Assignment 2: Log structured file system

Deadline: Sunday 19th April 23:59

Logistics

Goal

Understand and implement zero cost snapshots in a copy on write log structured file system using FUSE.

Simplifications

FUSE

FUSE

FUSE is a way to write a new file system in user space. All calls made by processes using the new file system go in the kernel and are forwarded into a user program. Of course the user program does not have direct access to disk drive blocks so the way FUSE file systems work is by storing their data in a normal file (provided by a regular kernel driver) or on a network server. This makes developing new file systems very fast. FUSE is available on Linux and Mac or you can install a Linux VM if you are on Windows. You do not need admin rights as you are not making any change in the kernel. FUSE API is available for many languages: C/C++, Java, Python etc. Find a FUSE tutorial for the language you are most comfortable with. Here are some useful resources.

Required Interface

Your FUSE client lfs_fuse will be executed like this:

$ lfs_fuse -s -d <lfs_mount_dir> <lfs_filename>

-s signifies single-threaded operation, -d is debug foreground mode. lfs_mount_dir is an empty directory where your file system will become visible. These three options will be passed on to FUSE library. lfs_filename is the single file inside which you are storing the complete log using regular file I/O.

If lfs_filename does not exist, create a blank file system. Once lfs_fuse is running, the contents of our file system will be visible in lfs_mount_dir.

Reading and Writing Files

Design an inode based file system with a 1KB block size in a log i.e. you will always append to the log file and never change an existing block except the very first block which will the be superblock containing information about which blocks contain the latest inode table. You do not need two superblocks as done in the paper.

Its a good idea to implement readBlock and writeBlock methods that take a block number as argument. And similarly readInode and writeInode methods which read a given entry from a given inode number using a given superblock.

You are not required to support creating new directories. However the root directory with a fixed inode number should be stored as a regular file containing filename and inode number pairs. It might be a good idea to have a hard-coded directory at first (e.g. file1->inode1, file2->inode2, file3->inode3) and when you can successfully read/write these files, then implement creating and deleting files.

You should support a 1000 files at least (i.e. 1000 inodes). Maximum file size supported should be at least 30 KB. A block number should be at least a 4 byte integer. Evaluate if you need indirect pointers in i-node. You are allowed to overwrite the superblock after every write (even though this defeats the whole purpose of avoiding seeks). The numbers in this paragraph are minimum requirements to simplify your task. You are welcome to support larger and more files and periodic superblock update instead of immediate.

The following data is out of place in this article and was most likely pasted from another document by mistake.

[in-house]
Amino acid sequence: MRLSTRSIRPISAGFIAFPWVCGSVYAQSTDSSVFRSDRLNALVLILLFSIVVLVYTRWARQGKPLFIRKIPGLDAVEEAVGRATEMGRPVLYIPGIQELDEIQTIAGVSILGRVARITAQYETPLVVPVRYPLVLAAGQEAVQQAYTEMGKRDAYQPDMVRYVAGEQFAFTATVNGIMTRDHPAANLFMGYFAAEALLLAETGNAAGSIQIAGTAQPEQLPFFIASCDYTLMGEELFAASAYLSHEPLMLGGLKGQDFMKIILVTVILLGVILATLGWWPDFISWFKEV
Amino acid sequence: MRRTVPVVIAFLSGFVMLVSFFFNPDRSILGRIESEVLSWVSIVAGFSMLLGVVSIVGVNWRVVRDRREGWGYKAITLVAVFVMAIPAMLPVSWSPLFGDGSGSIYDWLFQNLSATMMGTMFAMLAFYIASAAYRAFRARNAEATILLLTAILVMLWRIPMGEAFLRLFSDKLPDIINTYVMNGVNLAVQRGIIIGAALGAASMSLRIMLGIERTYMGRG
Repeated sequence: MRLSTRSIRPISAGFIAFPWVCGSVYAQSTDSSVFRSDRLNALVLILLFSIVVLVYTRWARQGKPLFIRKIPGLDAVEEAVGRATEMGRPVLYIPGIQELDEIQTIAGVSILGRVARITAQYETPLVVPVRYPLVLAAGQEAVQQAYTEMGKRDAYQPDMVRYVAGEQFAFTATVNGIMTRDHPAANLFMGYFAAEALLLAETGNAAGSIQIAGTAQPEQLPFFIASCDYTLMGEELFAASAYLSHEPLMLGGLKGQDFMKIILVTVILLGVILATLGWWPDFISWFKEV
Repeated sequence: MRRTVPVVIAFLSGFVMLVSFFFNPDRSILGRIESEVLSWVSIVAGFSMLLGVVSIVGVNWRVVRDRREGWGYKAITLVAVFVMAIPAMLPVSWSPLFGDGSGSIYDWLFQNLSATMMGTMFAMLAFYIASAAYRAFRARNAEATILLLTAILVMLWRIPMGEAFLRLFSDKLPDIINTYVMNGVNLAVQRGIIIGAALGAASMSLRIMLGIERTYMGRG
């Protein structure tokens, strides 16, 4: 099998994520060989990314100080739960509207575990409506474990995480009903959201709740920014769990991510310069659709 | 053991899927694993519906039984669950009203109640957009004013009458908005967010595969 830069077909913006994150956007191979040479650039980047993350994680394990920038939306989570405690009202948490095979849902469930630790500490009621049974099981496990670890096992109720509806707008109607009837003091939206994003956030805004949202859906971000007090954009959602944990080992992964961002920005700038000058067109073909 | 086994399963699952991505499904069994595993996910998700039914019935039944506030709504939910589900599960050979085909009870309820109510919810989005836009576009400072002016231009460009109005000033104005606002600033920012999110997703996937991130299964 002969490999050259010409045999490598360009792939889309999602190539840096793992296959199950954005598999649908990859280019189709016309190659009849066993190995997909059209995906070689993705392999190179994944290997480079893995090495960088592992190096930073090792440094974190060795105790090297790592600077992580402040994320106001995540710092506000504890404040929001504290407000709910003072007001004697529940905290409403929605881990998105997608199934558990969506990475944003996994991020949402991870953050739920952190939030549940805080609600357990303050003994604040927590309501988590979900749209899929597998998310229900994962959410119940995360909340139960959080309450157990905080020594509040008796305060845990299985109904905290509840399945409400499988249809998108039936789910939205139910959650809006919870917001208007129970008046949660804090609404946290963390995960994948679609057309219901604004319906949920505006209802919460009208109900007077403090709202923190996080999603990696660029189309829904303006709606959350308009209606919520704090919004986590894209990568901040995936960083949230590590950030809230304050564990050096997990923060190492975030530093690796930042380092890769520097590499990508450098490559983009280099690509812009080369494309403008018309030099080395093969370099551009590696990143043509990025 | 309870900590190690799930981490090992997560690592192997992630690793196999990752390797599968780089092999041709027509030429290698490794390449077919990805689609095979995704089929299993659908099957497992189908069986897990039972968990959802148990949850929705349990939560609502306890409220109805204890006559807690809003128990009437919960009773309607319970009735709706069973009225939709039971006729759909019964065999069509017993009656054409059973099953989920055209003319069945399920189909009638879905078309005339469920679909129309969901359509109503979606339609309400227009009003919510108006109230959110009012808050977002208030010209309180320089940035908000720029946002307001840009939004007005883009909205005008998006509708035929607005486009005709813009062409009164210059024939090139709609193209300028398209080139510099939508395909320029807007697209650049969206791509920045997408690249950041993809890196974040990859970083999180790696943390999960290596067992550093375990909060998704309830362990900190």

Your program should work for a normal workflow i.e. copying files to and from, editing directly with an editor, listing directory entries etc. Start putting an error message in all FUSE event handlers and when you run your file system you will know which events are called when you do these actions.

Checkpoints

Read this once you are done with the above section.

There should be a read-only directory checkpoints in the root folder. Inside it there should be a directory for every checkpoint taken so far and a single file named checkpoint. Reading from the special checkpoint file creates a new checkpoint. This is the easiest to implement since the call will come back in the same user program that is implementing the whole file system. You will have a special check for this filename and create a new checkpoint and send back the checkpoint number.

If an empty file system is mounted at /tmp/lfs, then this is how you create a new checkpoint:

$ ls -a /tmp/lfs
.       ..      checkpoints
$ ls -a /tmp/lfs/checkpoints
.       ..      checkpoint
$ cat /tmp/lfs/checkpoints/checkpoint
15
$ ls -a /tmp/lfs/checkpoints
.       ..      checkpoint      15
$ ls -a /tmp/lfs/checkpoints/15
.       ..

To create a new checkpoint, you take the current superblock and write it as a new data block at the end of the log and return its block number to the user. You also need to store this in the file system so all previous checkpoints can be shown in the checkpoints special folder. One way to do this is to write the block number of last checkpoint in the super block. This way, all checkpoints will be chained together. Creating a checkpoint should take exactly 1KB i.e. one additional block.

When readdir is called on the checkpoints directory you follow this chain and show all checkpoint block numbers as directories in addition to the special file checkpoint. When a read request comes for a file with a path name starting with /checkpoints/X consider X the block number of a checkpoint and lookup the remaining path in the usual manner but using the checkpoint block instead of the superblock. Once you have the alternate checkpoint block, you should be able to use the same code as for regular reads. Writes to files in old checkpoints should not be allowed.